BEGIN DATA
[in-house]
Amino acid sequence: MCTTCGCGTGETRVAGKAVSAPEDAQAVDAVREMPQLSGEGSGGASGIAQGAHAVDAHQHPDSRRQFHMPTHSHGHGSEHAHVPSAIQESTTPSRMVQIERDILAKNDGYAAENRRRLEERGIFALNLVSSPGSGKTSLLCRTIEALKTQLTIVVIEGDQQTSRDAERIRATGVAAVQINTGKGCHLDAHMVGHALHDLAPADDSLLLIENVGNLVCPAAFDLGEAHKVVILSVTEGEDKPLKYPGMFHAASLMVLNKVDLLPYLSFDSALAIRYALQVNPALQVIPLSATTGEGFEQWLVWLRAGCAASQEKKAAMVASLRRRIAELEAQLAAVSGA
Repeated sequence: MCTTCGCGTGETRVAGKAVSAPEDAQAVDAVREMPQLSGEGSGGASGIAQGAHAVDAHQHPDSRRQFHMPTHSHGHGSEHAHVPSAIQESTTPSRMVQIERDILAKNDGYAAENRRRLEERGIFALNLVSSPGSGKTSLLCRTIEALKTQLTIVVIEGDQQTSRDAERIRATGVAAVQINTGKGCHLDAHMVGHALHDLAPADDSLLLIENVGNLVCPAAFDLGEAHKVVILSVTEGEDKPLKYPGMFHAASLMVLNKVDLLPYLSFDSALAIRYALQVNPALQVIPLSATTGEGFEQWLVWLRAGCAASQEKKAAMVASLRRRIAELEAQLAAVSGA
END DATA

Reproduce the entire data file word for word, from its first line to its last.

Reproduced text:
[in-house]
Amino acid sequence: MCTTCGCGTGETRVAGKAVSAPEDAQAVDAVREMPQLSGEGSGGASGIAQGAHAVDAHQHPDSRRQFHMPTHSHGHGSEHAHVPSAIQESTTPSRMVQIERDILAKNDGYAAENRRRLEERGIFALNLVSSPGSGKTSLLCRTIEALKTQLTIVVIEGDQQTSRDAERIRATGVAAVQINTGKGCHLDAHMVGHALHDLAPADDSLLLIENVGNLVCPAAFDLGEAHKVVILSVTEGEDKPLKYPGMFHAASLMVLNKVDLLPYLSFDSALAIRYALQVNPALQVIPLSATTGEGFEQWLVWLRAGCAASQEKKAAMVASLRRRIAELEAQLAAVSGA
Repeated sequence: MCTTCGCGTGETRVAGKAVSAPEDAQAVDAVREMPQLSGEGSGGASGIAQGAHAVDAHQHPDSRRQFHMPTHSHGHGSEHAHVPSAIQESTTPSRMVQIERDILAKNDGYAAENRRRLEERGIFALNLVSSPGSGKTSLLCRTIEALKTQLTIVVIEGDQQTSRDAERIRATGVAAVQINTGKGCHLDAHMVGHALHDLAPADDSLLLIENVGNLVCPAAFDLGEAHKVVILSVTEGEDKPLKYPGMFHAASLMVLNKVDLLPYLSFDSALAIRYALQVNPALQVIPLSATTGEGFEQWLVWLRAGCAASQEKKAAMVASLRRRIAELEAQLAAVSGA